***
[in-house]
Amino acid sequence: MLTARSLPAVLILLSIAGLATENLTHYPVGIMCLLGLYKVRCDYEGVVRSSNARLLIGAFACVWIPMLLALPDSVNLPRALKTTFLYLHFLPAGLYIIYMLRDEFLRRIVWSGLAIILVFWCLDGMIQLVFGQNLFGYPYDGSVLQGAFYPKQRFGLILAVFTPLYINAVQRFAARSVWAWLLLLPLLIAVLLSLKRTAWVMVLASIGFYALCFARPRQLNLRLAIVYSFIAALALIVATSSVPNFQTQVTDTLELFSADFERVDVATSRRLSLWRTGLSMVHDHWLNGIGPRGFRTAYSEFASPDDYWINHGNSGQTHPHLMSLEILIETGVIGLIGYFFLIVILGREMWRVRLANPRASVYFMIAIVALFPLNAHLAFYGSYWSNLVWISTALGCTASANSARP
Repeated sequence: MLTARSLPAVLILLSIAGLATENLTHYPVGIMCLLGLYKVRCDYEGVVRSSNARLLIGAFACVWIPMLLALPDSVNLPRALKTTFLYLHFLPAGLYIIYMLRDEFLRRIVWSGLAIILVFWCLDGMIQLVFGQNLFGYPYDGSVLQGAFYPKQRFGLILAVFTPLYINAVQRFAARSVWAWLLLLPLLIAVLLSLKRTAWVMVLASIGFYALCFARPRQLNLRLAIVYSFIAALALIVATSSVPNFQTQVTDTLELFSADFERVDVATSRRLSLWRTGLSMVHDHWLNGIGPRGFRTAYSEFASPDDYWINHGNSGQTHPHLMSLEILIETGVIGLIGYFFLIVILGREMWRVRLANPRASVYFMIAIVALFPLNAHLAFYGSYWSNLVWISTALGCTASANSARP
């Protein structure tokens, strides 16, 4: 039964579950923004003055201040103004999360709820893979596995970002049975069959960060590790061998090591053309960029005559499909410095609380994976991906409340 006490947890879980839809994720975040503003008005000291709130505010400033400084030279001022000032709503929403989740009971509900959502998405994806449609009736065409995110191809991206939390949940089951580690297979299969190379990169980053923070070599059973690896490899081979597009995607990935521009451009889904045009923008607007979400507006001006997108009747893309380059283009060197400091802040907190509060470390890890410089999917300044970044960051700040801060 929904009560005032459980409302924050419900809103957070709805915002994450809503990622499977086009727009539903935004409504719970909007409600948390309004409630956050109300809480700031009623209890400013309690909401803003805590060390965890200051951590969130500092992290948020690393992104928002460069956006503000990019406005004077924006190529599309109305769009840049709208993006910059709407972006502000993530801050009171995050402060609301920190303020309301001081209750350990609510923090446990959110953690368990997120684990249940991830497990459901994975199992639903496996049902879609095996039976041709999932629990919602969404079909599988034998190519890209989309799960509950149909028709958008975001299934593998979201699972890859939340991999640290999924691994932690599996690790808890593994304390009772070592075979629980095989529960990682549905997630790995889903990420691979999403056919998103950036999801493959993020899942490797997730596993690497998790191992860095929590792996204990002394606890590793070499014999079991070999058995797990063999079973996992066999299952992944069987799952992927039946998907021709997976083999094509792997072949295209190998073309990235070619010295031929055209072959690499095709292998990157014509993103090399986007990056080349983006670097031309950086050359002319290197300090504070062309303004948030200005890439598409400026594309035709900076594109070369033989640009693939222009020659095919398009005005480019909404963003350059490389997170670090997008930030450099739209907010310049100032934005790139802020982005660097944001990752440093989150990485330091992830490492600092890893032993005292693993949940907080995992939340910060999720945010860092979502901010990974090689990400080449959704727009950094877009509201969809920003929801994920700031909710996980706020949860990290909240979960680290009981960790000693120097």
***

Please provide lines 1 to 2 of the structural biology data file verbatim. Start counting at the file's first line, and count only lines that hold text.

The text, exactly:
[in-house]
Amino acid sequence: MLTARSLPAVLILLSIAGLATENLTHYPVGIMCLLGLYKVRCDYEGVVRSSNARLLIGAFACVWIPMLLALPDSVNLPRALKTTFLYLHFLPAGLYIIYMLRDEFLRRIVWSGLAIILVFWCLDGMIQLVFGQNLFGYPYDGSVLQGAFYPKQRFGLILAVFTPLYINAVQRFAARSVWAWLLLLPLLIAVLLSLKRTAWVMVLASIGFYALCFARPRQLNLRLAIVYSFIAALALIVATSSVPNFQTQVTDTLELFSADFERVDVATSRRLSLWRTGLSMVHDHWLNGIGPRGFRTAYSEFASPDDYWINHGNSGQTHPHLMSLEILIETGVIGLIGYFFLIVILGREMWRVRLANPRASVYFMIAIVALFPLNAHLAFYGSYWSNLVWISTALGCTASANSARP